The number of woman entrepreneurs in Japan is less than half the number of male entrepreneurs. Even though Japan provides entrepreneurship education, skills building and access to business financing, the Global Entrepreneur Development Index (GEDI) ranks Japan in fifteenth place as a country with the most favorable conditions for women entrepreneurs.
Research indicates that Japanese cultural norms create a less-than-favorable environment for women entrepreneurs, but it’s mostly the women who nurture these cultural norms.
While she herself is single, [Kyoko] Higashiyama said she has seen many of her friends quit their jobs after they got married or once they had children. Government statistics show that even today, about 60 percent of working women in Japan quit their jobs upon the birth of their first child.
“So I thought if I am going to start a business, I’d want to proactively employ women who are raising children or caring for sick or elderly family members, and make it a company where they can continue to work without having to quit due to such commitments in their private lives", she explained.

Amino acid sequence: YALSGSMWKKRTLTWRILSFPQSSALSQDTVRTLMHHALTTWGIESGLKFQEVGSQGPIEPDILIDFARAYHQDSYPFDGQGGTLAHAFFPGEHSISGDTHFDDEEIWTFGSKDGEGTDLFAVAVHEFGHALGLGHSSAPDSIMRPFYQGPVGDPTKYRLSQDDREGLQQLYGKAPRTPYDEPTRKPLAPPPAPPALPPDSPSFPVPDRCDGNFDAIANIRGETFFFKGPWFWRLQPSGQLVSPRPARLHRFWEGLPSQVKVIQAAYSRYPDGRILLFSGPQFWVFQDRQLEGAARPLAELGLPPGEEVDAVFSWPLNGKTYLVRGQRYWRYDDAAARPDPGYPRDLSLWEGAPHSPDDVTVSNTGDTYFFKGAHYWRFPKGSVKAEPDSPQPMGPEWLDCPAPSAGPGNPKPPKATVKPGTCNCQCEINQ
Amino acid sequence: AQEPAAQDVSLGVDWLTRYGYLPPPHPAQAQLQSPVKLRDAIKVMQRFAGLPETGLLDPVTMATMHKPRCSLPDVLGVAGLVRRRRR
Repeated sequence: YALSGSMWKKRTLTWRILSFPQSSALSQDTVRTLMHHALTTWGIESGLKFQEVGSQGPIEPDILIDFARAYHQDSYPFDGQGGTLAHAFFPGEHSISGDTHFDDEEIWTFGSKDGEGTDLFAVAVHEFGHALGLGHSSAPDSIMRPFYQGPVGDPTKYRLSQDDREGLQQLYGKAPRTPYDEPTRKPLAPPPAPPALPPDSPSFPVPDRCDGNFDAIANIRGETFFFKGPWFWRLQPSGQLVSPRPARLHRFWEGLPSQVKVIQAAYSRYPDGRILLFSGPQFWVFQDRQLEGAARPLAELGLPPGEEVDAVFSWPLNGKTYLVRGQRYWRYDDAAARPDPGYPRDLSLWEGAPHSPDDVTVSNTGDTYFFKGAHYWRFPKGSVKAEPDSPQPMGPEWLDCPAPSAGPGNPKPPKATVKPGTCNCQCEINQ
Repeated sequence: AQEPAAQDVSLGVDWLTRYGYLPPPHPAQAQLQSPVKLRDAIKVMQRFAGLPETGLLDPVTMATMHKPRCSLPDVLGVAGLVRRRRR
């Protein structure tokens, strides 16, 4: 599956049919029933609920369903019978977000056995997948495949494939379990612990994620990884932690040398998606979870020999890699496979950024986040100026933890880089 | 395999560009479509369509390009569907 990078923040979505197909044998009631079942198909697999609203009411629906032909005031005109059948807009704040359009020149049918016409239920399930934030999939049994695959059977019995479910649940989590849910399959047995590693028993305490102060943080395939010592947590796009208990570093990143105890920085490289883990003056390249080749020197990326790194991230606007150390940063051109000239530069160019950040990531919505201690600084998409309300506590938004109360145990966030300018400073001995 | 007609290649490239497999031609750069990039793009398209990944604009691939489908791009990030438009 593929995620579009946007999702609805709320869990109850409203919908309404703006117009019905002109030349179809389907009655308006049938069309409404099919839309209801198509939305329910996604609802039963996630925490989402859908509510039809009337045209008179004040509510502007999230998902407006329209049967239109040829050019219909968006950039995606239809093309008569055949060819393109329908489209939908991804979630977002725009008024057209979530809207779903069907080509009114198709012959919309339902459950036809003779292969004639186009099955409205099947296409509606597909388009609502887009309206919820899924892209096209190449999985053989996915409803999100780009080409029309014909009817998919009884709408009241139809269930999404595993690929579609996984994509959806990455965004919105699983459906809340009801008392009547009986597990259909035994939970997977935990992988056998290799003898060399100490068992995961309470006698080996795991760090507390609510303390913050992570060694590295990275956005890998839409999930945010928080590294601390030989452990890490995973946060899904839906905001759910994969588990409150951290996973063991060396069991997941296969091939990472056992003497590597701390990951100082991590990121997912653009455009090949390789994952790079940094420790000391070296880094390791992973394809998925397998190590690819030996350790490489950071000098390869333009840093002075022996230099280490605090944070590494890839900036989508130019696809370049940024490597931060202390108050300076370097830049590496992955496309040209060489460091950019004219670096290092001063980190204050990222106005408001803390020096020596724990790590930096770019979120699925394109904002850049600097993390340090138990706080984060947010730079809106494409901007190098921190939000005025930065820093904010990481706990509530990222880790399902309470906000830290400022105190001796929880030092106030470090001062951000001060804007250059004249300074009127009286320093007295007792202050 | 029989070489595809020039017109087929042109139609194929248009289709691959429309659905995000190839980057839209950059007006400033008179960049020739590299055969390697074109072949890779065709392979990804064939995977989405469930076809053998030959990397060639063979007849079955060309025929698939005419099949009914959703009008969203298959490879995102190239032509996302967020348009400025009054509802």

Woman entrepreneurs who wish to partner with a business owned and operated by a woman in Japan must understand the challenges she might face when partnering with a business owned by someone whose workforce might change often.
According to the U.K. government, women own only 20 percent of the 5.4 million small and mid-sized enterprises in the UK. The UK government asserts if women kept up with the pace of male entrepreneurs, there would be at least 150,000 extra start-ups each year in Japan.
A 2015 study conducted by the government noted that the Total Early stage entrepreneurial Activity (TEA) for UK women in 2014 was 35 percent. In the U.S., that number was 40 percent. TEA is the ownership or operation of a business that is less than 42 months old.
Data collected from the same study shows the gender gap for TEA in various countries.